In the meantime, in Wilson v. County of Lea, 16-CV-00328-MCA-GBW, Doc. 17 at 8 (D.N.M. May 16, 2016), Chief United States District Judge M. Christina Armijo imposed filing restrictions on Petitioner in light of his abusive litigation history, which restricted Petitioner “from initiating further litigation in this Court arising out of his conviction, sentencing, or probation revocation in State of New Mexico Criminal cases nos. D-506-CR02010-00213, D-506-CR-2011-00271, D-506-CR-2011-00272, and D-506-CR-2011-00234 . . . unless either a licensed attorney who is admitted to practice before this Court signs the pleading or Wilson first obtains permission to proceed pro se from the Court.” In light of these filing restrictions, Petitioner submitted a Petition Seeking Leave To File A Pro Se Initial Pleading and a motion for appointment of counsel. [Doc. 41] The initial pleading that Petitioner sought to file was a proposed § 2254 petition challenging the Fifth Judicial District's May 20, 2016 order revoking his probation in D-506-CR-2011-00271, D-506-CR-2011-00272 and D-506-CR-2011-00324. Chief United States Magistrate Judge Karen B. Molzen denied Petitioner's request to file a new § 2254 petition, reasoning that Petitioner had “voluntarily moved to dismiss” his pending § 2254 petition in this case “in order to file the proposed new action, which raises identical claims.” [Doc. 40 at 3] Although Chief Judge Molzen refused to “permit Mr. Wilson to engage in improper forum-shopping by filing a new and duplicative § 2254 action, ” she liberally recharacterized the Petition Seeking Leave To File A Pro Se Initial Pleading as a motion for relief from judgment in the present case pursuant to Fed.R.Civ.p. 60(b). [Doc. 40 at 3]

         On March 14, 2017, Respondents filed a response in opposition to Petitioner's Rule 60(b) motion, contending that it was a second or successive § 2254 petition filed without authorization of the United States Court of Appeals for the Tenth Circuit and, therefore, this Court lacks jurisdiction. [Doc. 42] On April 5, 2017, Petitioner filed a reply indicating that he “was led to believe that it was to[o] late to file an amended petition in this case, and did ask the court to dismiss ‘without prejudice, ' so that he could file a petition to address the current issues instead.” [Doc. 43] Petitioner also repeated his request for the appointment of counsel in this case. [Doc. 43] On April 20, 2017, Petitioner filed an Urgent Request for Ruling, contending that he “is and has been illegally incarcerated for more than a year in violation of protections which are supposedly inherent to his citizenship of this country, even the Petitioner's right to counsel, if he is unable to afford it, is being blatantly ignored.” [Doc. 44]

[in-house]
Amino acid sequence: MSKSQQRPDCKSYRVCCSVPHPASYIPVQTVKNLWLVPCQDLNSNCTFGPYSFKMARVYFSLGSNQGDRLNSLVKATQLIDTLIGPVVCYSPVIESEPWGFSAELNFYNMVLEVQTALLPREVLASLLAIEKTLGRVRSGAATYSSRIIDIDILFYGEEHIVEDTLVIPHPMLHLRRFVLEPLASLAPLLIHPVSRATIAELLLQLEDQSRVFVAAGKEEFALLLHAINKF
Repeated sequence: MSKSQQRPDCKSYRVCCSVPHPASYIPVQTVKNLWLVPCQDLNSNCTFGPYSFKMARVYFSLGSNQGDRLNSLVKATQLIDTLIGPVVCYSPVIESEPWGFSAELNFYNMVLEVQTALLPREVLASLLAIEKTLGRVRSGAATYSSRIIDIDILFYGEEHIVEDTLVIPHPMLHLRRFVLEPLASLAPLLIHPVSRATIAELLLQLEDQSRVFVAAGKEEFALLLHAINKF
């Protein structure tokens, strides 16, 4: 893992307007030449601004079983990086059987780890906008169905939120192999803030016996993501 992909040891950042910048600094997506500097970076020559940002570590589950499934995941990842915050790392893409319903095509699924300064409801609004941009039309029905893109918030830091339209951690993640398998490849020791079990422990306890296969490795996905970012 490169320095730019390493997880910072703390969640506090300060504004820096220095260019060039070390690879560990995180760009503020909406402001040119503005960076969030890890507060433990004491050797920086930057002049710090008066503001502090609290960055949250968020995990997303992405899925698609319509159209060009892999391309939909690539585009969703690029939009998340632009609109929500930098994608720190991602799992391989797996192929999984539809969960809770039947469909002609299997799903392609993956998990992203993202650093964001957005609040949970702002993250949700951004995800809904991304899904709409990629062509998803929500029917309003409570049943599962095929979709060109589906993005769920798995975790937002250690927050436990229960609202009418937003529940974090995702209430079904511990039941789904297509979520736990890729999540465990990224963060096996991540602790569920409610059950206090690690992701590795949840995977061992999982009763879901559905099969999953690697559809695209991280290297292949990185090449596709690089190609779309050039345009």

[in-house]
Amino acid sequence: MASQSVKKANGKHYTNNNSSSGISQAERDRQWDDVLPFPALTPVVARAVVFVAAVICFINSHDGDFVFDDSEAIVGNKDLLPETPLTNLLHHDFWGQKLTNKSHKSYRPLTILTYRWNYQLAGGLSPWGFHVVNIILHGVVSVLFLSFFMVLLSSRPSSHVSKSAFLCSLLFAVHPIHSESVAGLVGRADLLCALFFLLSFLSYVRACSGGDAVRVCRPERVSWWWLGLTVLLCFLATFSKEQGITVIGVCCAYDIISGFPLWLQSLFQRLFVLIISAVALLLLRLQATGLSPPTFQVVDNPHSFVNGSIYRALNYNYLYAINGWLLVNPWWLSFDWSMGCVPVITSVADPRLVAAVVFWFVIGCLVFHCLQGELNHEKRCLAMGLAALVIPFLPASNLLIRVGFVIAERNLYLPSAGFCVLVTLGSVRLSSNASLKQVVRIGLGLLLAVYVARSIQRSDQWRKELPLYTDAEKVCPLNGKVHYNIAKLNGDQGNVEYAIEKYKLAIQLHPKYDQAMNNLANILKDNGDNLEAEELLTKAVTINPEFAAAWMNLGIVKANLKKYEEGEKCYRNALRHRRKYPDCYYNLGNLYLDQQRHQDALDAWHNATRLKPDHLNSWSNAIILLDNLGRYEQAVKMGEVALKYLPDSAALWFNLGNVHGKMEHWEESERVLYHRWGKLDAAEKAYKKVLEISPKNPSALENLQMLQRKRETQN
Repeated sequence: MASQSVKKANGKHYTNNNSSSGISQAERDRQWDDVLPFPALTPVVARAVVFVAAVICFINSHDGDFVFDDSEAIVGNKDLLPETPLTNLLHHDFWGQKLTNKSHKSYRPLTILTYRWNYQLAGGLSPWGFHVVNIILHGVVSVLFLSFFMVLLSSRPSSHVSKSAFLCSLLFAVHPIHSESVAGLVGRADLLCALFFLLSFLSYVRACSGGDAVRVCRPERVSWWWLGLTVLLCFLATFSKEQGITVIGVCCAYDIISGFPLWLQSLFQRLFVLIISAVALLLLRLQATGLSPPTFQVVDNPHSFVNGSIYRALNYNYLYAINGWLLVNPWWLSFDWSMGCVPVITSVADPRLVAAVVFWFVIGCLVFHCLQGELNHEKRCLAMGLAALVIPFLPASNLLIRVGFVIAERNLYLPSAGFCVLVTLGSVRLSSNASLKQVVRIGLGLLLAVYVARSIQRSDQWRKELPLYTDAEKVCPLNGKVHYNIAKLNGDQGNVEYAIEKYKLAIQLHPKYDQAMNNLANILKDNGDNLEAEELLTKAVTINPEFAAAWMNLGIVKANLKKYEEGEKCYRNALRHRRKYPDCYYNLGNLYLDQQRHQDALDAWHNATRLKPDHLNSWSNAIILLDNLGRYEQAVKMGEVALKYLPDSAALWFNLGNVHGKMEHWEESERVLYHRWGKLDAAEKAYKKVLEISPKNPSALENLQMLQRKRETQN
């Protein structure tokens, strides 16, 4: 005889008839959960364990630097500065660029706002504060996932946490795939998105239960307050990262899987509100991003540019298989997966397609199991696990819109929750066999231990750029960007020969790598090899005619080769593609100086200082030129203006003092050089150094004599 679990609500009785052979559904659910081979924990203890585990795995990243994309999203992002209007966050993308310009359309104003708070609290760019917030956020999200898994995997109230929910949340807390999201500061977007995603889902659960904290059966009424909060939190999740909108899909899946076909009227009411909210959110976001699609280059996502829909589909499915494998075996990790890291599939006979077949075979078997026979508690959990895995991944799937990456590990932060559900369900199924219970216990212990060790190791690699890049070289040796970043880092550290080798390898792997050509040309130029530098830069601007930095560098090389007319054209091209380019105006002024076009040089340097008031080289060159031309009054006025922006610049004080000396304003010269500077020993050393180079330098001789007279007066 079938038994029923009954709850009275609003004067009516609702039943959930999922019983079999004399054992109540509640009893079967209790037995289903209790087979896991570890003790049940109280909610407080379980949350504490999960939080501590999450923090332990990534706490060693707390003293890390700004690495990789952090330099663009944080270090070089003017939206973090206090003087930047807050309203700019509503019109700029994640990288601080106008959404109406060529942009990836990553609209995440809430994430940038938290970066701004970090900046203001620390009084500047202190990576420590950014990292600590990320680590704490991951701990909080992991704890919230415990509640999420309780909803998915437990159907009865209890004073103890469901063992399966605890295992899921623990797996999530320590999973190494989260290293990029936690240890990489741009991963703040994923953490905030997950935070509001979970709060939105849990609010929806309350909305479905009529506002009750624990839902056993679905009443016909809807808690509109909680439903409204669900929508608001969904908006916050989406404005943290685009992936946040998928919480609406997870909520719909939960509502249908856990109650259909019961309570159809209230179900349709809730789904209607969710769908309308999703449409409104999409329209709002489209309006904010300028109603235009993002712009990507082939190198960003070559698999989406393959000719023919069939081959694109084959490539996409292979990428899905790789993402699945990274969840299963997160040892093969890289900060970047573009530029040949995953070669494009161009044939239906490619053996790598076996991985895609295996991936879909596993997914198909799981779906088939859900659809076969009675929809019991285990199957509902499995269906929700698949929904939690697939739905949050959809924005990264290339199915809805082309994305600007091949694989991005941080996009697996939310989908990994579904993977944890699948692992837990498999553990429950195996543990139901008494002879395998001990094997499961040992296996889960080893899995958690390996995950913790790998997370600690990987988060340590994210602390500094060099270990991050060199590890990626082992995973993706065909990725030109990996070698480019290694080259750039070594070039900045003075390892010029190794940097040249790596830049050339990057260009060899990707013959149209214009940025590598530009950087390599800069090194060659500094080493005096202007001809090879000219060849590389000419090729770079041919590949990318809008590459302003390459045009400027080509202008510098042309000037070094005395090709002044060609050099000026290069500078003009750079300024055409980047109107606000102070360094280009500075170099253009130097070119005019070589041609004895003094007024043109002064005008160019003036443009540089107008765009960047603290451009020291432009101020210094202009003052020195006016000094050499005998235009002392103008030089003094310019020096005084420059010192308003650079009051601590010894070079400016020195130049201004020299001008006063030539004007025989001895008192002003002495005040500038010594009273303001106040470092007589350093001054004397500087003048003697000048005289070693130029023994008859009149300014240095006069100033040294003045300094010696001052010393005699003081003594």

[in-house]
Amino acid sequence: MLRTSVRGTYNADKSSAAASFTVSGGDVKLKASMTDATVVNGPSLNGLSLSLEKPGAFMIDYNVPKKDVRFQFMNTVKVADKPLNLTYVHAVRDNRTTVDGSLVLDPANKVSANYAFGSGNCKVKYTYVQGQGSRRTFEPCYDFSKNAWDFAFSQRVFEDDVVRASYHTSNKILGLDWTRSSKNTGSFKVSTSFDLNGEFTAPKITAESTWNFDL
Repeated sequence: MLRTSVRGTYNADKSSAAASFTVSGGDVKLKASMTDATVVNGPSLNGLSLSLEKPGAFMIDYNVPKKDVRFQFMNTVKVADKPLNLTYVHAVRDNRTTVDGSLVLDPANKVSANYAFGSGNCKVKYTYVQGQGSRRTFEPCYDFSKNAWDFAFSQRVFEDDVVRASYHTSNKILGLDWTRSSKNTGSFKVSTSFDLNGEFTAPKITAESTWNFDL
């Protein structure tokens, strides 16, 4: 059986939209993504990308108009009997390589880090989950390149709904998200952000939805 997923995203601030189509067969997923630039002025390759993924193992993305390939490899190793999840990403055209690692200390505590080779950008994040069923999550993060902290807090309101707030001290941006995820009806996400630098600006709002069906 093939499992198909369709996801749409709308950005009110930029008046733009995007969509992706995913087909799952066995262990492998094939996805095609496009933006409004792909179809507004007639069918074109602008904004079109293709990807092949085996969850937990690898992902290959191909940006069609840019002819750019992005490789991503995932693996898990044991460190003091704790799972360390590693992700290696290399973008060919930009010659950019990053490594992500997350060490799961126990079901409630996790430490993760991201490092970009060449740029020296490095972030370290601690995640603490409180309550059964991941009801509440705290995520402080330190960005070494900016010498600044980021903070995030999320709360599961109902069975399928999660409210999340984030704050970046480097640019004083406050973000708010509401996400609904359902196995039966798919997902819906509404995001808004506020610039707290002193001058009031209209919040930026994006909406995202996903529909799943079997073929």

II. DISCUSSION

         The Court first will address whether Petitioner's Rule 60(b) motion is a “second or successive” § 2254 petition and then will proceed to address the merits of Petitioner's motion for appointment of counsel and Petitioner's Rule 60(b) motion.

         A. Petitioner's Rule 60(b) Motion Is Not A Second Or Successive § 2254 Petition

         Respondents contend that Petitioner's Rule 60(b) motion is not a “true” Rule 60(b) motion, but rather a second or successive § 2254 petition, because Petitioner “attempts to raise the same issues presented in his original and voluntarily dismissed petition of November 2, 2015.” [Doc. 42 at 2] It is well settled that the phrase “second or successive” is a term of art that “does not simply refer to all § 2254 applications filed second or successively in time.” Magwood v. Patterson, 561 U.S. 320, 331 (2010) (internal quotation marks omitted). For example, the following types of cases are not subject to the statutory restriction on “second or successive” petitions:

where the previous petitions have been dismissed without prejudice for failure to exhaust state remedies, see e.g., McWilliams v. Colorado, 121 F.3d 575, 575 (10th Cir. 1997); where the first post-conviction remedy was used solely to reinstate the right to a direct appeal; see, e.g., United States v. Scott, 124 F.3d at 1330; where the first petition was dismissed for failure to pay the filing fee; see, e.g., Benton v. Washington, 106 F.3d 162, 164-65 (7th Cir. 1996); where the first § 2255 motion is dismissed without prejudice because it was filed while the direct criminal appeal was pending, see Flores v. United States, No. 97-8080, 1997 WL 525596 (8th Cir. 1997) (unpublished disposition); and where the first petition is returned for being ...